Financial regulatory reform is a priority for President Donald Trump and his administration, which views burdensome and costly regulation as a significant impediment to lending and economic growth. While it is impossible to predict what the administration’s legacy will ultimately be on regulatory reform, its actions thus far with respect to regulation generally, proposals introduced in Congress by Republicans, and the president’s power to appoint agency officials may offer some clues of what’s to come. View the Bank Director article by Goodwin’s Financial Industry Practice partner Bill Stern and counsel Matt Dyckman.
ERISA imposes stringent conduct standards (and potential liability) on any person who acts as a “fiduciary,” a term that includes a person who renders “investment advice” to an ERISA plan or an IRA. The DOL has issued a regulation, effective June 9, 2017, that significantly expands what constitutes “investment advice” for this purpose. This expanded scope of investment advice makes it unclear whether customary fund sponsor activities and communications in the context of marketing interests in a fund that previously were not considered to be fiduciary in nature will confer fiduciary status unless an exception applies. As a result, until there is better clarity, many fund sponsors will likely want to be able to rely on the so-called independent fiduciary exception (the IF Exception). As a practical matter, fund sponsors marketing to large plans, and IRAs and smaller plans with a professional adviser, will not be impacted by the new Fiduciary Rule by satisfying the IF Exception discussed below. However, fund sponsors that market to IRAs and smaller plans without a professional adviser will need to consider whether they will continue to market to such investors. For more information, view the client alert issued by Goodwin’s ERISA + Executive Compensation Group.
Enforcement & Litigation
Even a year after it issued its opinion in Spokeo v. Robins, the Supreme Court’s decision on Article III standing continues to be hotly contested. On June 6, the District of New Jersey cited Spokeo in dismissing an amended Fair and Accurate Credit Transactions Act (FACTA) case. The decision in Kamal v. J. Crew Group rejected plaintiff’s argument that the defendant’s inclusion of 10 digits of his credit card number on receipts he received from defendant caused him actual harm or the material risk of future harm. The court’s analysis in this case provides a road map for defendants seeking to dismiss similar actions. View the LenderLaw Watch blog post.
On June 5, the Federal Trade Commission (FTC) announced that a federal district court had entered its eighth order against the remaining defendants in an illegal robocall ring in which defendants promised to help consumers lower their credit card interest rates. The FTC, in conjunction with the Florida Office of the Attorney General (AG), filed a complaint against the defendants, both corporate entities and individuals, in June 2015 in the U.S. District Court for the Middle District of Florida. The complaint alleged violations of the Federal Trade Commission Act, 15 U.S.C. §§ 53(b) and 57b, and the federal Telemarketing and Consumer Fraud and Abuse Prevention Act, 15 U.S.C. §§ 6101-6108, along with violations of similar Florida consumer protection statutes. View the Enforcement Watch blog post.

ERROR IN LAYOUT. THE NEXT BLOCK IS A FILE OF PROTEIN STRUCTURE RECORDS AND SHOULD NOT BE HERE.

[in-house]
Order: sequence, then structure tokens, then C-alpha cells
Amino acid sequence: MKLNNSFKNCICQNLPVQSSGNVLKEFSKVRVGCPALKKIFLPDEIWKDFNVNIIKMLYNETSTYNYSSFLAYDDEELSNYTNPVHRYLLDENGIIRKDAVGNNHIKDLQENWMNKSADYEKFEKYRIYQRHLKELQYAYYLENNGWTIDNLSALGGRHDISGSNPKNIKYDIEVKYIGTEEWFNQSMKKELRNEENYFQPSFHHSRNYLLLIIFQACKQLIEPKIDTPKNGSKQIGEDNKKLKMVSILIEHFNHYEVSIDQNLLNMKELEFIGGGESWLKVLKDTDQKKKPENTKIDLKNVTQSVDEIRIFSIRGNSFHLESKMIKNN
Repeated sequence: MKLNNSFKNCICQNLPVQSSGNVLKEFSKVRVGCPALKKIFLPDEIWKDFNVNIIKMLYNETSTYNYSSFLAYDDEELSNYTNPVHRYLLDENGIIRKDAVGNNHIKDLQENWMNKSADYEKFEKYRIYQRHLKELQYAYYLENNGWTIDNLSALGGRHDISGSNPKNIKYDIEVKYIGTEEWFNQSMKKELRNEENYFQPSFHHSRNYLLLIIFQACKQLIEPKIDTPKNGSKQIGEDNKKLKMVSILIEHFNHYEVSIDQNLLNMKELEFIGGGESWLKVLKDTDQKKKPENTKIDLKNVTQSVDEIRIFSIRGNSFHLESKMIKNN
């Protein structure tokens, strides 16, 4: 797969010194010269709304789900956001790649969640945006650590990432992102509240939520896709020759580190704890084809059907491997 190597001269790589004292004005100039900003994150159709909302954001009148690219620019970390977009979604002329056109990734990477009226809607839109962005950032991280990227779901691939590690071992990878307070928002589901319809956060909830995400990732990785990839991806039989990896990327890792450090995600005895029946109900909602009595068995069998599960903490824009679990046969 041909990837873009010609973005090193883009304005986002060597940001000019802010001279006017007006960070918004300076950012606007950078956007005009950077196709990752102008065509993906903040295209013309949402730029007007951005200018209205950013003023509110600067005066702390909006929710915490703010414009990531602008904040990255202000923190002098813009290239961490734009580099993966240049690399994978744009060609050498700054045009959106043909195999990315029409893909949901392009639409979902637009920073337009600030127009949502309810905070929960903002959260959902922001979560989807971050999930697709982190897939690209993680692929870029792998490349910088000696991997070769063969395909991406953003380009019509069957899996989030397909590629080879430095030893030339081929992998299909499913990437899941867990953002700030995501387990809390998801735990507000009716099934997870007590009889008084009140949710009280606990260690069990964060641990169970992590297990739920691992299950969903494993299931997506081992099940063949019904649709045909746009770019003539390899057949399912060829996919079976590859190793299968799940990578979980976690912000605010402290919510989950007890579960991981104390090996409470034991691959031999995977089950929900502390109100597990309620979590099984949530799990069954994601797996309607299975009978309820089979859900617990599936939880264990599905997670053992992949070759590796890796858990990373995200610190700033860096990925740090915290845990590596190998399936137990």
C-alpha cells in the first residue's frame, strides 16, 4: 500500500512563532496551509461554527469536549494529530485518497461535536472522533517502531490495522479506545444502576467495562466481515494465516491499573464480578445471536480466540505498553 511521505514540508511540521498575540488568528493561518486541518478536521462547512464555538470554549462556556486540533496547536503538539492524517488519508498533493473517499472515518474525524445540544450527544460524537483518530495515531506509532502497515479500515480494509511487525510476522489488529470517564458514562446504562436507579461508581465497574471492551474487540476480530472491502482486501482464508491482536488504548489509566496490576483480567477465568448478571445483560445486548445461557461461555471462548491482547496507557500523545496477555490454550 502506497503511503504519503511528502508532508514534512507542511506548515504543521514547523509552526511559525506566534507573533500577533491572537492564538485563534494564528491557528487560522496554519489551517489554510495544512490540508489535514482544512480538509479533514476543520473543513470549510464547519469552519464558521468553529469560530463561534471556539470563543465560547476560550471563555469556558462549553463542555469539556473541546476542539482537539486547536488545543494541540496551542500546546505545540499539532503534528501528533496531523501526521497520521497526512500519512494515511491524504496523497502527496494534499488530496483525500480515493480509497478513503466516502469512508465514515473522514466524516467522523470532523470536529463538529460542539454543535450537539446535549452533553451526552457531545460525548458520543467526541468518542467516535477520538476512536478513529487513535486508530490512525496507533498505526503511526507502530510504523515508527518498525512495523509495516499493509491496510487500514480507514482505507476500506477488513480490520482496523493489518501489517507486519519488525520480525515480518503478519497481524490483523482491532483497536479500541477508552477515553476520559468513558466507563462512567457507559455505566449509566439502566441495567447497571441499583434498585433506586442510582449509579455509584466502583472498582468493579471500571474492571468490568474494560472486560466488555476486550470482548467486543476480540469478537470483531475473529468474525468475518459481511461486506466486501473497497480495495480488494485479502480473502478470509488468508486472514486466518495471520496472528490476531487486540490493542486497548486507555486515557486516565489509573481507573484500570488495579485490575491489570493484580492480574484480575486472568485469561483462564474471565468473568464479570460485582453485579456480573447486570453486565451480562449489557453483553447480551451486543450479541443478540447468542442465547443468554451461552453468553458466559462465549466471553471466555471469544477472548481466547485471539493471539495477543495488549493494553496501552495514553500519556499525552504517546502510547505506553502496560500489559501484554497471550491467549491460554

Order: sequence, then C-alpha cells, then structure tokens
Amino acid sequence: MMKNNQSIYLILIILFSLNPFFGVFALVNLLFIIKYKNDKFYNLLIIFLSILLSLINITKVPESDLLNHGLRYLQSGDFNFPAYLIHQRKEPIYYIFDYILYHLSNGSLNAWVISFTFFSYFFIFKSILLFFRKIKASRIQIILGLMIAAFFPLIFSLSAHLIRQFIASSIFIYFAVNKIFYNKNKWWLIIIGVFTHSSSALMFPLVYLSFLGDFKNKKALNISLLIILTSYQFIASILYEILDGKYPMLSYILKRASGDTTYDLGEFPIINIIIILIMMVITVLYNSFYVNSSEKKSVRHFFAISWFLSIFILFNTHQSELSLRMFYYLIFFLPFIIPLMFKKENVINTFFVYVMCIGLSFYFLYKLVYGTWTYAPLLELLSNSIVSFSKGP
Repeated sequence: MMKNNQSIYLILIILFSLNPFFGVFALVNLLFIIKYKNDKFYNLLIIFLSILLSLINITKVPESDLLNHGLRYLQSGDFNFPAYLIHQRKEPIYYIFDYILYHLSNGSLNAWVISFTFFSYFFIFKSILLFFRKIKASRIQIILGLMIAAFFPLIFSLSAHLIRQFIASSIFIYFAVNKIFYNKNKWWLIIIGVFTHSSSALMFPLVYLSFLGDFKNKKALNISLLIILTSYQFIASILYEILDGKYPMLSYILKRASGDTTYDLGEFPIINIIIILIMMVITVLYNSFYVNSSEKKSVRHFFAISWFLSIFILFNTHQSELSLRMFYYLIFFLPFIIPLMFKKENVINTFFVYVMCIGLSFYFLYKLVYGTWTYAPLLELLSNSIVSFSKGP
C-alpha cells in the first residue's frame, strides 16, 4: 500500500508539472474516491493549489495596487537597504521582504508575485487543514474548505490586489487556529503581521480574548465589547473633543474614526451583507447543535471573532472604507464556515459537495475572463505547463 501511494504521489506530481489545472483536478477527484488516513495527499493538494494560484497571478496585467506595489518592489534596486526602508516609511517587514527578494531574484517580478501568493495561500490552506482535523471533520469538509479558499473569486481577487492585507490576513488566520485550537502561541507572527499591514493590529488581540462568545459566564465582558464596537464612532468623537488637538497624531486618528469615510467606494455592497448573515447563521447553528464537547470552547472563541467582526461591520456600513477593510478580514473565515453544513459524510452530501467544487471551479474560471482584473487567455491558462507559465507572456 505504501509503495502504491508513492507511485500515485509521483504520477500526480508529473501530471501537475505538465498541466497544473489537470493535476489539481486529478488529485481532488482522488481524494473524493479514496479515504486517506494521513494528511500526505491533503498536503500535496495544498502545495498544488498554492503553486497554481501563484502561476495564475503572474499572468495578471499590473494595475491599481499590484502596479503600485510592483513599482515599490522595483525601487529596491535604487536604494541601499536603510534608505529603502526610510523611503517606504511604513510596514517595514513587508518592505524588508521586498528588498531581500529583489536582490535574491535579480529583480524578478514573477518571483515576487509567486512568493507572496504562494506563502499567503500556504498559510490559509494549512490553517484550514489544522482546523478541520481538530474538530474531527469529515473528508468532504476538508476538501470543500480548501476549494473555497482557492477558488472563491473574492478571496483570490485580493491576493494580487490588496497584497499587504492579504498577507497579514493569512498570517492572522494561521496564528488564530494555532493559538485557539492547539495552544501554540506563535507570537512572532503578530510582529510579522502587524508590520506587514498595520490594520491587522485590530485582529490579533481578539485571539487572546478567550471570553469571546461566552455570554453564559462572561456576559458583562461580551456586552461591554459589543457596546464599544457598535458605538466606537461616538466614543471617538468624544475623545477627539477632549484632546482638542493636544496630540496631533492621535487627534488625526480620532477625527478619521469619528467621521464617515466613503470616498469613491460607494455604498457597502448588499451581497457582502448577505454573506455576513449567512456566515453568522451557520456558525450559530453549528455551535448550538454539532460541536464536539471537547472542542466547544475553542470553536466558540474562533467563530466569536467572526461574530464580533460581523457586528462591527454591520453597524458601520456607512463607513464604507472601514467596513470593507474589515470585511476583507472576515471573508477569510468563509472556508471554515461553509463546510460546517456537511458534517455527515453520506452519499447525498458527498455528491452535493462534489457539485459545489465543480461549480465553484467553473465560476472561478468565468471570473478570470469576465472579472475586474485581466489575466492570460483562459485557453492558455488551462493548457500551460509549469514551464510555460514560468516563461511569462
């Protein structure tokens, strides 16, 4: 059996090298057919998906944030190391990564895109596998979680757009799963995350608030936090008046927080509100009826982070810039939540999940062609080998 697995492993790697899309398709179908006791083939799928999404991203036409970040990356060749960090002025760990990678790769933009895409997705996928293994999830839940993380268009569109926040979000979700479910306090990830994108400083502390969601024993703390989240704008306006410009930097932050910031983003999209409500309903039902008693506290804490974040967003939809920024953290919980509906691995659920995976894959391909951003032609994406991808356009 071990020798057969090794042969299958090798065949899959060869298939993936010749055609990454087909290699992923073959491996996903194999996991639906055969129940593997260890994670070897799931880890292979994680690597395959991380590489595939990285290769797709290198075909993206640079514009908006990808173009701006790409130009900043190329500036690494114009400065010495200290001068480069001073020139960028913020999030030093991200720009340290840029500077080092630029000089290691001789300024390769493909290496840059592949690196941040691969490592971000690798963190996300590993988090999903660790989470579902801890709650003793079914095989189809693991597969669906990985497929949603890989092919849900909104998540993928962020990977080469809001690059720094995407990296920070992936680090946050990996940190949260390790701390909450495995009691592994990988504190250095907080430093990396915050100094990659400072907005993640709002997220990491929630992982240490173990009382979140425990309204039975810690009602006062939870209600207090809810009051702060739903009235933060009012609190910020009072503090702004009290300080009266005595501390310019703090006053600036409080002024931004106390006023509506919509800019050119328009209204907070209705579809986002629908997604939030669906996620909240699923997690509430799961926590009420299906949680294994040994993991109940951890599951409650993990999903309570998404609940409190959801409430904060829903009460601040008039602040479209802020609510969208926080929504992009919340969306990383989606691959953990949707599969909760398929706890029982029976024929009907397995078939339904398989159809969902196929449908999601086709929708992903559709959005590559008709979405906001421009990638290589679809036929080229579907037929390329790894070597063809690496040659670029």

In the first quarter of 2017, Consumer Enforcement Watch tracked 46 enforcement actions taken against consumer financial service providers. This represents a slight decrease from the 50 enforcement actions taken against consumer financial service providers in Q1 of 2016. Thirty-four of the 2017 Q1 enforcement actions were settlements (with or without consent orders), while the remaining actions were court judgments, new actions and new activity in ongoing enforcement actions. View the Enforcement Watch blog post.
On June 2, the Florida Attorney General (Florida AG) announced that it entered into a consent order with a Florida car dealership and its president following allegations that the dealership and the individual violated the Federal Trade Commission Act and its regulations, specifically 16 C.F.R. § 255.5, and the Florida Consumer Collection Practices Act, §§ 501.204, 501.976, and 559.72. View the Enforcement Watch blog post.
On May 30, the Honorable Josephine Staton, of the Central District of California, denied a Motion to Dismiss filed by three law firms, and their principals, in a case filed by the CFPB. The CFPB sued the law firms based on their longstanding relationship with a debt relief client. The client was sued by the CFPB for violations of the Telemarketing and Consumer Fraud and Abuse Prevention Act, and the Federal Trade Commission’s Telemarketing Sales Rule, 16 C.F.R. §§ 310.4(a)(5)(i)(A), (B) (TSR). View the Enforcement Watch blog post.
On May 15, the U.S. Supreme Court decided Midland Funding, LLC, v. Johnson, No. 16–348, in favor of the debt collectors involved in the case. Specifically, Justice Breyer, writing for the Court, held that the Fair Debt Collection Practices Act, 15 U. S. C. §1692 et seq., (FDCPA), which prohibits any “false, deceptive, or misleading representation,” or using any “unfair or unconscionable means” to collect, or attempt to collect, a debt, id. at §§1692e, 1692f, does not prohibit a debt collector from asserting a claim in a Chapter 13 bankruptcy that is time-barred by a statute of limitations. View the LenderLaw Watch blog post.
Mark Holland, partner in the firm’s Financial Industry and Securities Litigation + SEC Enforcement practices, will be a panelist at IDC’s Webinar on Fund Industry Litigation, SEC Enforcement Activity, and Director Indemnification and Insurance. The webinar will provide fund directors with an update on the current litigation and regulatory enforcement environment and discuss the role of indemnification and insurance in protecting fund directors and their funds. For more information, please visit the event website.
Join Goodwin for an informative webinar exploring aspects of the new DOL Fiduciary Rule. In the 60-minute program, we will discuss how we got here and what to do now (and what to hold off doing). We will also discuss the likely litigation and enforcement landscape, in both the short-term and the longer-term. To register, please click here.
Money20/20 Europe is engineered to bring together all the stakeholders with a part to play in the commerce revolution: payments and financial services providers, banks and nonbanks, the mobile ecosystem, the retail industry (offline and online), marketing services and data companies, investors, advisory firms and government bodies. Money 20/20 Europe will again take place in Copenhagen. For more information, please visit the event website.
Alison Douglass, partner in Goodwin’s Financial Industry and ERISA Litigation practices, will be speaking at the T. Rowe Price DCIO Client Advisory Board Meeting to provide an update on fiduciary risk and active management.